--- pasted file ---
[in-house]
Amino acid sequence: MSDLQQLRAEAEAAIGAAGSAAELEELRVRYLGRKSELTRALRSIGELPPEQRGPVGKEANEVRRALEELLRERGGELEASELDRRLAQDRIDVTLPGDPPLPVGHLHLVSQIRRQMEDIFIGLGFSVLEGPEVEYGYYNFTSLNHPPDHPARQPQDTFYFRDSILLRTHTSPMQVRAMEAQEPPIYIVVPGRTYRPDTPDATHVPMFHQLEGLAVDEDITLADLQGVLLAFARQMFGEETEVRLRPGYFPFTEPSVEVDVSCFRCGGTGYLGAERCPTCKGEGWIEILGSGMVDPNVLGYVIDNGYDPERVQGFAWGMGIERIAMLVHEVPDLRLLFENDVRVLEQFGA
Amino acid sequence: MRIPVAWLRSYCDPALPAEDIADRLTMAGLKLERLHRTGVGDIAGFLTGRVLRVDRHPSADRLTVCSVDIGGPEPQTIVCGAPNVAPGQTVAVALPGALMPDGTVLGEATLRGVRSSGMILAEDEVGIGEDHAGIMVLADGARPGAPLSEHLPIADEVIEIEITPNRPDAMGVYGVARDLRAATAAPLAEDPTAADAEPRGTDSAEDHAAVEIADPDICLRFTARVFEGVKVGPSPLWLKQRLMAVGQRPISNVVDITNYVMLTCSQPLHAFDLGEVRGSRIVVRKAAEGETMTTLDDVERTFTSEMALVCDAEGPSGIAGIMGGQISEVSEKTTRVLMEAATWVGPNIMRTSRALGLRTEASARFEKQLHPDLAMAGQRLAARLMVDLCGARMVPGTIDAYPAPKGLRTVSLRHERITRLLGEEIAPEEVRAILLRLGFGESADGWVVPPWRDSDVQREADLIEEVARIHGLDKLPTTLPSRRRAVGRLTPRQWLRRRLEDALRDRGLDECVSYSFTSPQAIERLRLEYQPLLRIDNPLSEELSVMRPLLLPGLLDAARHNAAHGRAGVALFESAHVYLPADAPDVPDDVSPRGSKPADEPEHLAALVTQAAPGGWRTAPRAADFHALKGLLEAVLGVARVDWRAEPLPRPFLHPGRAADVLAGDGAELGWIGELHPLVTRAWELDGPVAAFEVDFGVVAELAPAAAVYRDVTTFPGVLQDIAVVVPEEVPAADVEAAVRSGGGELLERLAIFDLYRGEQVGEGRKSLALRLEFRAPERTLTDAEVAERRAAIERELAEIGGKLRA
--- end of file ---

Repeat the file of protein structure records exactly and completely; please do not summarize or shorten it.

[in-house]
Amino acid sequence: MSDLQQLRAEAEAAIGAAGSAAELEELRVRYLGRKSELTRALRSIGELPPEQRGPVGKEANEVRRALEELLRERGGELEASELDRRLAQDRIDVTLPGDPPLPVGHLHLVSQIRRQMEDIFIGLGFSVLEGPEVEYGYYNFTSLNHPPDHPARQPQDTFYFRDSILLRTHTSPMQVRAMEAQEPPIYIVVPGRTYRPDTPDATHVPMFHQLEGLAVDEDITLADLQGVLLAFARQMFGEETEVRLRPGYFPFTEPSVEVDVSCFRCGGTGYLGAERCPTCKGEGWIEILGSGMVDPNVLGYVIDNGYDPERVQGFAWGMGIERIAMLVHEVPDLRLLFENDVRVLEQFGA
Amino acid sequence: MRIPVAWLRSYCDPALPAEDIADRLTMAGLKLERLHRTGVGDIAGFLTGRVLRVDRHPSADRLTVCSVDIGGPEPQTIVCGAPNVAPGQTVAVALPGALMPDGTVLGEATLRGVRSSGMILAEDEVGIGEDHAGIMVLADGARPGAPLSEHLPIADEVIEIEITPNRPDAMGVYGVARDLRAATAAPLAEDPTAADAEPRGTDSAEDHAAVEIADPDICLRFTARVFEGVKVGPSPLWLKQRLMAVGQRPISNVVDITNYVMLTCSQPLHAFDLGEVRGSRIVVRKAAEGETMTTLDDVERTFTSEMALVCDAEGPSGIAGIMGGQISEVSEKTTRVLMEAATWVGPNIMRTSRALGLRTEASARFEKQLHPDLAMAGQRLAARLMVDLCGARMVPGTIDAYPAPKGLRTVSLRHERITRLLGEEIAPEEVRAILLRLGFGESADGWVVPPWRDSDVQREADLIEEVARIHGLDKLPTTLPSRRRAVGRLTPRQWLRRRLEDALRDRGLDECVSYSFTSPQAIERLRLEYQPLLRIDNPLSEELSVMRPLLLPGLLDAARHNAAHGRAGVALFESAHVYLPADAPDVPDDVSPRGSKPADEPEHLAALVTQAAPGGWRTAPRAADFHALKGLLEAVLGVARVDWRAEPLPRPFLHPGRAADVLAGDGAELGWIGELHPLVTRAWELDGPVAAFEVDFGVVAELAPAAAVYRDVTTFPGVLQDIAVVVPEEVPAADVEAAVRSGGGELLERLAIFDLYRGEQVGEGRKSLALRLEFRAPERTLTDAEVAERRAAIERELAEIGGKLRA